Manhattan for trinkets, part 2

The sale of Manhattan for beads and trinkets has become a truism, memorialized in a painting by Alfred Fredericks .

Alfred Fredericks

The value of said trinkets, reportedly “60 guilders,” does have a verifiable source, though the exact materials assigned the value does not.  Meanwhile “60 guilders” has accrued an aura of shame and betrayal right up there with those other notorious sums “thirty pieces of silver” and “4o acres and a mule.” Visit and you’ll see one word, “Oops!” If you take the story at face financial value, it’s a phenomenal gaffe indeed.

There’s a sort of finger-pointing, ha-ha quality to it though.  “You silly Indians, with your inability to foresee the trillions of American dollars Manhattan would earn in the next 400 years!” The Indians have to look like suckers in order for non-Native Americans (well, actually, the Dutch, but that’s a fine distinction in the myth-making business) to come out ahead. Look at our foresight, our savvy, our bargain-hunting ability.  It’s the American dream after all: buy low, sell high. But 60 guilders was worth either $24 1880s dollars or possibly $42 21st-century dollars; whatever it was, it hardly corresponds to the value of anything.  It’s a swindle, and not one to be proud of.  Especially since most historians agree that the Native Americans who made the trade would not have conceived of “selling” the land itself.  Land had no owners.  (Rights to hunt or farm the land did, however, have a price, though that presumably still would have been more than 60 guilders.)  But the “deal of the century” reading of the myth stuck around, perhaps due to Americans’ ongoing need to validate their own greed.  Writer Josh Garrett-Davis sent in a tip that reveals just how powerful the “60 guilders/ $42 dollars” story was. When the Red Power movement started in the late 60s, the first action was to take over Alcatraz Island, recently abandoned as a prison. “The activists cheekily offered the government $42 in beads and trinkets for it and planned to use it as a cultural center. They imagined that it would be the Manhattan of a sort of reverse manifest destiny. Of course, it didn’t quite work out that way.” They tried to push back on the old story, but it held tight.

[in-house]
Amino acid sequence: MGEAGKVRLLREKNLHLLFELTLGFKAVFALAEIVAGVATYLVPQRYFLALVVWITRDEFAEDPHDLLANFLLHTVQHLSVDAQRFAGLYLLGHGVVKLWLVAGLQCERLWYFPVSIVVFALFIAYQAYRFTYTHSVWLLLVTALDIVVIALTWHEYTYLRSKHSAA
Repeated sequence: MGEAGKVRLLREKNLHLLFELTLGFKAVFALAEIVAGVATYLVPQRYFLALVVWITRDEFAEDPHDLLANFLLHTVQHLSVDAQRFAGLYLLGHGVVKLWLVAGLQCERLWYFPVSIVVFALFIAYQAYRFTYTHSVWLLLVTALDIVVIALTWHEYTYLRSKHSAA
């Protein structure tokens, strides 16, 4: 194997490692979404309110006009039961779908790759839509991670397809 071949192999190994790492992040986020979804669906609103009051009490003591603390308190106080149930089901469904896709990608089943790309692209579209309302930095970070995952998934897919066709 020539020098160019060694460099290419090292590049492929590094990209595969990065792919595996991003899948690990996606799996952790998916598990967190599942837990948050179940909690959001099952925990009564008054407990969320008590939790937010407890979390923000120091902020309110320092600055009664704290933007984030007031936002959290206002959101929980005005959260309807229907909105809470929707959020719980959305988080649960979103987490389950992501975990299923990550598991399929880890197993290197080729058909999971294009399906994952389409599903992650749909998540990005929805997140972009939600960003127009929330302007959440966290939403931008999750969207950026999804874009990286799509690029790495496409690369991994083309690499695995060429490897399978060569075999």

2 Responses to Manhattan for trinkets, part 2

  1. […] know that story about how Indians traded Manhattan to the Dutch for a bunch of beads worth not much? The Mythographer has that one on long-term surveillance. This past weekend Inwood Hill […]

  2. […] didn’t consider themselves owners of the continent. In fact, the legend of Manhattan is that the Indians were screwed out of the island for about $20 worth of beads and […]

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